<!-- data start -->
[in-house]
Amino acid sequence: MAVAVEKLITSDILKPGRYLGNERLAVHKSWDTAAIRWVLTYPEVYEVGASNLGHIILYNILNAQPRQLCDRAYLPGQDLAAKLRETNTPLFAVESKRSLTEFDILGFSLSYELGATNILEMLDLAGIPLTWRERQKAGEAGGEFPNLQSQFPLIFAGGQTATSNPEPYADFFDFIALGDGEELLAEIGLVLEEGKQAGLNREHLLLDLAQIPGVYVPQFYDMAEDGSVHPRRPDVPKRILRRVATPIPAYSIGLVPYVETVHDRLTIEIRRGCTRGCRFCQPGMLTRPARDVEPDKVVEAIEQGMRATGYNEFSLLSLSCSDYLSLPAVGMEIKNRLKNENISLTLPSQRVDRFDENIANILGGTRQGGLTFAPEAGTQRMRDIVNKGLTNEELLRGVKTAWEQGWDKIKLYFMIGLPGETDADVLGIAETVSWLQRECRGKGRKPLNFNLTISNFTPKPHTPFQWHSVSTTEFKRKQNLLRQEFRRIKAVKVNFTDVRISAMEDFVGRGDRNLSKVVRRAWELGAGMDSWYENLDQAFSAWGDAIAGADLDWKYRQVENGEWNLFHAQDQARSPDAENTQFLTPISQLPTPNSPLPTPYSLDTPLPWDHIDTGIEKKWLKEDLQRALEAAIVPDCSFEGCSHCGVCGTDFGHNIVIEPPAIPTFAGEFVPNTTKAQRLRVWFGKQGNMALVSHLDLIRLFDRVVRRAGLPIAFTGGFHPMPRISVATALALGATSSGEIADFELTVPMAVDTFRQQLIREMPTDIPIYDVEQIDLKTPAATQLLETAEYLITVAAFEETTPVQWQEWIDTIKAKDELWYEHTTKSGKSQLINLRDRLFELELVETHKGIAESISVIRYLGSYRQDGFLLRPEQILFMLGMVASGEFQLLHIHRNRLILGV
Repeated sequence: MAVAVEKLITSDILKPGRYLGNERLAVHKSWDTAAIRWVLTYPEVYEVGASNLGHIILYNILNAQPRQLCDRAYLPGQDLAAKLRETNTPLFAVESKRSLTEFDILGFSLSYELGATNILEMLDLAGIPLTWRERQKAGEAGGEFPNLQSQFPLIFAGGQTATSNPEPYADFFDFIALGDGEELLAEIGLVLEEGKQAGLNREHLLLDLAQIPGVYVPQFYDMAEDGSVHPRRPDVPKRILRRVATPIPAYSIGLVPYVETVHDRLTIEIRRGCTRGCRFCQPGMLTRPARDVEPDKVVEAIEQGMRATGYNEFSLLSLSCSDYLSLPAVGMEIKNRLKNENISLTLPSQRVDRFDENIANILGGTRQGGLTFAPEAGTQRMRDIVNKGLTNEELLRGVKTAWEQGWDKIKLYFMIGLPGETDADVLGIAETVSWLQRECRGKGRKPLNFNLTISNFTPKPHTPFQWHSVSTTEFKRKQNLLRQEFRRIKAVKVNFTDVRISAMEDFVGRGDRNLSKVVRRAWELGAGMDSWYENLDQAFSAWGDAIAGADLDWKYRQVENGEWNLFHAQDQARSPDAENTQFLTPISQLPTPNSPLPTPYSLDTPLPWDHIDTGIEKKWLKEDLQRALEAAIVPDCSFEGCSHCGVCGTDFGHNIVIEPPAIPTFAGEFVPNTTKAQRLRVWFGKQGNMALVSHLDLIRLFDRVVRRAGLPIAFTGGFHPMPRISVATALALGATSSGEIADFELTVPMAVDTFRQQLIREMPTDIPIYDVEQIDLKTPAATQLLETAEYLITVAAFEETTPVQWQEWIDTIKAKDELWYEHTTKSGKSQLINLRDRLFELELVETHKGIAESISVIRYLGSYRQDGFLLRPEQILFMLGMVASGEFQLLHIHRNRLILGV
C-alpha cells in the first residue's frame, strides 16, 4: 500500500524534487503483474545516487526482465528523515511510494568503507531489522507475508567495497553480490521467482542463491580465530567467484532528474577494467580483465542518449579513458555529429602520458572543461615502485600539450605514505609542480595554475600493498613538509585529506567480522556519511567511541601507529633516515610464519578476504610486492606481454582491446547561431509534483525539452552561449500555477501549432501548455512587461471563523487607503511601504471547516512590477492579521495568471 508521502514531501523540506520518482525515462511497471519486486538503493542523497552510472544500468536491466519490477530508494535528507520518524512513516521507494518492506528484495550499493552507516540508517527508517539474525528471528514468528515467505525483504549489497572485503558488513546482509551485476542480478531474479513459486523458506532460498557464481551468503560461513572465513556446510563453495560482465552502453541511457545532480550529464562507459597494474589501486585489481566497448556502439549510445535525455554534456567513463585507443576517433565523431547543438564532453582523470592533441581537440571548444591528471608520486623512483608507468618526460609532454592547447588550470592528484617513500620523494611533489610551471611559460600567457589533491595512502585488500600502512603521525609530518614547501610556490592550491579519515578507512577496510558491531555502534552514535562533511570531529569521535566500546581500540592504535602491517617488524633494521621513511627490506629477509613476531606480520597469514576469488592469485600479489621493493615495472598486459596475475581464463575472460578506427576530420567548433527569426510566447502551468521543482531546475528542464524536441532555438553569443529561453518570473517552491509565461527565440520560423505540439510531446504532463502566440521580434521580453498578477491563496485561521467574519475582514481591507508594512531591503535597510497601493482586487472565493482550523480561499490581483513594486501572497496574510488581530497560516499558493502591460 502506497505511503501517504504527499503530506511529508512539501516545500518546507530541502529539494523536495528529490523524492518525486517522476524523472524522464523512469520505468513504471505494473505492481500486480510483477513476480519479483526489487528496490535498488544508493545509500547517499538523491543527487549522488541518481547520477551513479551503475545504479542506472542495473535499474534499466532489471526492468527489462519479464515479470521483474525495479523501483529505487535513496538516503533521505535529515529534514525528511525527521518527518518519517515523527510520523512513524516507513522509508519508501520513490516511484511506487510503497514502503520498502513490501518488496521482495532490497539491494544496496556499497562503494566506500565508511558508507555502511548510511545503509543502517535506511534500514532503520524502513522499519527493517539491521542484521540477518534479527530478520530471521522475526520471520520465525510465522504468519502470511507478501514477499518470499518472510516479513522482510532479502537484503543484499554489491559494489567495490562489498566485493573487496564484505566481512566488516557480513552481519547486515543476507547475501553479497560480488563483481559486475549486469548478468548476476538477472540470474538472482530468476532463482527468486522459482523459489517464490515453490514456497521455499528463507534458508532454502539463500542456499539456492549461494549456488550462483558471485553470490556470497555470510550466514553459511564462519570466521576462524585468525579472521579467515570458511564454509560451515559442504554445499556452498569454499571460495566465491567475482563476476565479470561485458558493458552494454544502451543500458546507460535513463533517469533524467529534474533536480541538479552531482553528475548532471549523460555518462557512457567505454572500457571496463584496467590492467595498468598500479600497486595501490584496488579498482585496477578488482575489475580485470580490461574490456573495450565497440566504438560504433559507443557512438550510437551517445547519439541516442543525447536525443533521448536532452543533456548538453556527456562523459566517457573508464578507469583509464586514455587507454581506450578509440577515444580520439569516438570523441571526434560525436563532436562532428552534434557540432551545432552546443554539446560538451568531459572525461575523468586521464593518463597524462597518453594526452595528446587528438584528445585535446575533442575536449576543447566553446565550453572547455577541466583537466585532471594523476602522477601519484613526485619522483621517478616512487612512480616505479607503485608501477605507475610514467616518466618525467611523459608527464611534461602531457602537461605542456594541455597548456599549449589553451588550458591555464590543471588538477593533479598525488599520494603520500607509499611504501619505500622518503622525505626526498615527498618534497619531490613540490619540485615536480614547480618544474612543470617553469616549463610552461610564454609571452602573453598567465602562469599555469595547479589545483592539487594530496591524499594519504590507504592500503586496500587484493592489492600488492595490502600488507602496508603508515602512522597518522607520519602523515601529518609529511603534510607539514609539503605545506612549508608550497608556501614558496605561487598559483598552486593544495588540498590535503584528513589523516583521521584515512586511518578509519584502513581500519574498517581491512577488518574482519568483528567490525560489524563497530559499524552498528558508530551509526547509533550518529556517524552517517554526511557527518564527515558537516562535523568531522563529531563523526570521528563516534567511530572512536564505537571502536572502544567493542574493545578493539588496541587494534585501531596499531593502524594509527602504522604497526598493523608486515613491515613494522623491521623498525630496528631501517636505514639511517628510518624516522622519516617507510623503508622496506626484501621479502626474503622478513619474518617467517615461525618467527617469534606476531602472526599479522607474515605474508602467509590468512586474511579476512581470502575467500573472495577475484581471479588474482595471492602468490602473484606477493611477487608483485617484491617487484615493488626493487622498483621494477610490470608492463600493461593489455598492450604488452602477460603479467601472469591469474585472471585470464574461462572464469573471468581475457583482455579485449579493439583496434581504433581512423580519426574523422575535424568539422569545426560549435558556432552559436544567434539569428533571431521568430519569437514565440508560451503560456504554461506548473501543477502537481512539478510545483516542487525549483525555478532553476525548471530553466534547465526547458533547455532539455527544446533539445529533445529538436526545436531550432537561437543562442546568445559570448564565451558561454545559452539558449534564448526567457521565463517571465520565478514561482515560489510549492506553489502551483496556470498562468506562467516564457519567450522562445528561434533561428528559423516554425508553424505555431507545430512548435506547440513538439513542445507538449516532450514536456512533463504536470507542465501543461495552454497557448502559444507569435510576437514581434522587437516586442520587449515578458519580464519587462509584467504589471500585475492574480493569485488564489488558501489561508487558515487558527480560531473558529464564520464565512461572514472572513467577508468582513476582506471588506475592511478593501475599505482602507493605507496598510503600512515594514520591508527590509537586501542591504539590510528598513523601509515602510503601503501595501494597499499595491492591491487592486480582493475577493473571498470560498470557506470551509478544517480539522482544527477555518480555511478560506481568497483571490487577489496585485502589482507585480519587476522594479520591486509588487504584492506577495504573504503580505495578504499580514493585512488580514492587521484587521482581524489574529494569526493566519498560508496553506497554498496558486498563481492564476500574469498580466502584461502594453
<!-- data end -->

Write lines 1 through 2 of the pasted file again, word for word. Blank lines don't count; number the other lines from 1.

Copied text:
[in-house]
Amino acid sequence: MAVAVEKLITSDILKPGRYLGNERLAVHKSWDTAAIRWVLTYPEVYEVGASNLGHIILYNILNAQPRQLCDRAYLPGQDLAAKLRETNTPLFAVESKRSLTEFDILGFSLSYELGATNILEMLDLAGIPLTWRERQKAGEAGGEFPNLQSQFPLIFAGGQTATSNPEPYADFFDFIALGDGEELLAEIGLVLEEGKQAGLNREHLLLDLAQIPGVYVPQFYDMAEDGSVHPRRPDVPKRILRRVATPIPAYSIGLVPYVETVHDRLTIEIRRGCTRGCRFCQPGMLTRPARDVEPDKVVEAIEQGMRATGYNEFSLLSLSCSDYLSLPAVGMEIKNRLKNENISLTLPSQRVDRFDENIANILGGTRQGGLTFAPEAGTQRMRDIVNKGLTNEELLRGVKTAWEQGWDKIKLYFMIGLPGETDADVLGIAETVSWLQRECRGKGRKPLNFNLTISNFTPKPHTPFQWHSVSTTEFKRKQNLLRQEFRRIKAVKVNFTDVRISAMEDFVGRGDRNLSKVVRRAWELGAGMDSWYENLDQAFSAWGDAIAGADLDWKYRQVENGEWNLFHAQDQARSPDAENTQFLTPISQLPTPNSPLPTPYSLDTPLPWDHIDTGIEKKWLKEDLQRALEAAIVPDCSFEGCSHCGVCGTDFGHNIVIEPPAIPTFAGEFVPNTTKAQRLRVWFGKQGNMALVSHLDLIRLFDRVVRRAGLPIAFTGGFHPMPRISVATALALGATSSGEIADFELTVPMAVDTFRQQLIREMPTDIPIYDVEQIDLKTPAATQLLETAEYLITVAAFEETTPVQWQEWIDTIKAKDELWYEHTTKSGKSQLINLRDRLFELELVETHKGIAESISVIRYLGSYRQDGFLLRPEQILFMLGMVASGEFQLLHIHRNRLILGV